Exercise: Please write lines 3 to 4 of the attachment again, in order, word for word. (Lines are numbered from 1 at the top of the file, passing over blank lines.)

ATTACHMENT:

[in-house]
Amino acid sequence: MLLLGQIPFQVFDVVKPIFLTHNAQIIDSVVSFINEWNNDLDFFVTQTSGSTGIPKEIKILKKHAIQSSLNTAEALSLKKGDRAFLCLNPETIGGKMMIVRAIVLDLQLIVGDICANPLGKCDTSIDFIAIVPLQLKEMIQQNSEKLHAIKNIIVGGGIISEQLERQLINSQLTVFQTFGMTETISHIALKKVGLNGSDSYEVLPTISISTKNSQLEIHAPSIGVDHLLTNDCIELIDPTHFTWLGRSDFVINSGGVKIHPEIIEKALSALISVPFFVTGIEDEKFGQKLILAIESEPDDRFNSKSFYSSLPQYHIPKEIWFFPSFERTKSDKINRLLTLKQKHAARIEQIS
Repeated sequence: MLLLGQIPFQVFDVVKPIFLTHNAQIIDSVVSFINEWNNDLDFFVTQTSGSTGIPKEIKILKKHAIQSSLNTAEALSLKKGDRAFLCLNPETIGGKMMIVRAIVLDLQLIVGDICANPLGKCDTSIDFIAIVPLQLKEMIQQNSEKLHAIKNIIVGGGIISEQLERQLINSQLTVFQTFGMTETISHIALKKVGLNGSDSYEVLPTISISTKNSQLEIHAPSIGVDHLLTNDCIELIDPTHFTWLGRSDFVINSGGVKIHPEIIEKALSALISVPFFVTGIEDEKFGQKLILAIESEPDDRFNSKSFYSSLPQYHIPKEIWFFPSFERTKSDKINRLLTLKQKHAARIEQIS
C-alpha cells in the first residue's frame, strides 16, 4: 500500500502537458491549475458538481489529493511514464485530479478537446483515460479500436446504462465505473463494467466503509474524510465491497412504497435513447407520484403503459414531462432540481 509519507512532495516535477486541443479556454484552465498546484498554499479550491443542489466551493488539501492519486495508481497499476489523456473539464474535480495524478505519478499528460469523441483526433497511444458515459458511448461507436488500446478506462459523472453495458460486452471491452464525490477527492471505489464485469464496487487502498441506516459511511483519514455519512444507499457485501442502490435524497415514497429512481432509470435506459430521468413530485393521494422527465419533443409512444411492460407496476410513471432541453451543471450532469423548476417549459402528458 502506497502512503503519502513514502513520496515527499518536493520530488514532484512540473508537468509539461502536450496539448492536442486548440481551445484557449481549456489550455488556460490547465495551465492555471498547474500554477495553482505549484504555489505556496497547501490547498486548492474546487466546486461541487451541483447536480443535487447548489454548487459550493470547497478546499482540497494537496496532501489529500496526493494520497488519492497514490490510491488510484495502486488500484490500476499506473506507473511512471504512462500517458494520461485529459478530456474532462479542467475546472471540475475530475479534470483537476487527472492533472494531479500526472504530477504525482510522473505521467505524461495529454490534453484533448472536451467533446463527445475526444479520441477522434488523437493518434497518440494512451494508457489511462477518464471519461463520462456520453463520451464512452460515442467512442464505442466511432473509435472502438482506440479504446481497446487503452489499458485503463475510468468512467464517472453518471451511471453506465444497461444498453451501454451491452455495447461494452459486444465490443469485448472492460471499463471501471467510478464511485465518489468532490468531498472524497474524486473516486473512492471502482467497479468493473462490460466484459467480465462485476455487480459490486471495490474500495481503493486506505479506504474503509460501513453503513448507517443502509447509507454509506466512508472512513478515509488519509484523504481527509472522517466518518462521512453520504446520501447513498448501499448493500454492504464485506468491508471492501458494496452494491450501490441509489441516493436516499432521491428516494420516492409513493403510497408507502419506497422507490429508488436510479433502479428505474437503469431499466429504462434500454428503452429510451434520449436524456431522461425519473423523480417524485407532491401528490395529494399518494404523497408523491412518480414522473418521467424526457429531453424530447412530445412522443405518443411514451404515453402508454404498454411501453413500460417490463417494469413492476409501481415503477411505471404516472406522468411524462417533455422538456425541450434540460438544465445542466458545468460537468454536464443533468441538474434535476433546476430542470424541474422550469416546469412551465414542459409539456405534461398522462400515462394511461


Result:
Repeated sequence: MLLLGQIPFQVFDVVKPIFLTHNAQIIDSVVSFINEWNNDLDFFVTQTSGSTGIPKEIKILKKHAIQSSLNTAEALSLKKGDRAFLCLNPETIGGKMMIVRAIVLDLQLIVGDICANPLGKCDTSIDFIAIVPLQLKEMIQQNSEKLHAIKNIIVGGGIISEQLERQLINSQLTVFQTFGMTETISHIALKKVGLNGSDSYEVLPTISISTKNSQLEIHAPSIGVDHLLTNDCIELIDPTHFTWLGRSDFVINSGGVKIHPEIIEKALSALISVPFFVTGIEDEKFGQKLILAIESEPDDRFNSKSFYSSLPQYHIPKEIWFFPSFERTKSDKINRLLTLKQKHAARIEQIS
C-alpha cells in the first residue's frame, strides 16, 4: 500500500502537458491549475458538481489529493511514464485530479478537446483515460479500436446504462465505473463494467466503509474524510465491497412504497435513447407520484403503459414531462432540481 509519507512532495516535477486541443479556454484552465498546484498554499479550491443542489466551493488539501492519486495508481497499476489523456473539464474535480495524478505519478499528460469523441483526433497511444458515459458511448461507436488500446478506462459523472453495458460486452471491452464525490477527492471505489464485469464496487487502498441506516459511511483519514455519512444507499457485501442502490435524497415514497429512481432509470435506459430521468413530485393521494422527465419533443409512444411492460407496476410513471432541453451543471450532469423548476417549459402528458 502506497502512503503519502513514502513520496515527499518536493520530488514532484512540473508537468509539461502536450496539448492536442486548440481551445484557449481549456489550455488556460490547465495551465492555471498547474500554477495553482505549484504555489505556496497547501490547498486548492474546487466546486461541487451541483447536480443535487447548489454548487459550493470547497478546499482540497494537496496532501489529500496526493494520497488519492497514490490510491488510484495502486488500484490500476499506473506507473511512471504512462500517458494520461485529459478530456474532462479542467475546472471540475475530475479534470483537476487527472492533472494531479500526472504530477504525482510522473505521467505524461495529454490534453484533448472536451467533446463527445475526444479520441477522434488523437493518434497518440494512451494508457489511462477518464471519461463520462456520453463520451464512452460515442467512442464505442466511432473509435472502438482506440479504446481497446487503452489499458485503463475510468468512467464517472453518471451511471453506465444497461444498453451501454451491452455495447461494452459486444465490443469485448472492460471499463471501471467510478464511485465518489468532490468531498472524497474524486473516486473512492471502482467497479468493473462490460466484459467480465462485476455487480459490486471495490474500495481503493486506505479506504474503509460501513453503513448507517443502509447509507454509506466512508472512513478515509488519509484523504481527509472522517466518518462521512453520504446520501447513498448501499448493500454492504464485506468491508471492501458494496452494491450501490441509489441516493436516499432521491428516494420516492409513493403510497408507502419506497422507490429508488436510479433502479428505474437503469431499466429504462434500454428503452429510451434520449436524456431522461425519473423523480417524485407532491401528490395529494399518494404523497408523491412518480414522473418521467424526457429531453424530447412530445412522443405518443411514451404515453402508454404498454411501453413500460417490463417494469413492476409501481415503477411505471404516472406522468411524462417533455422538456425541450434540460438544465445542466458545468460537468454536464443533468441538474434535476433546476430542470424541474422550469416546469412551465414542459409539456405534461398522462400515462394511461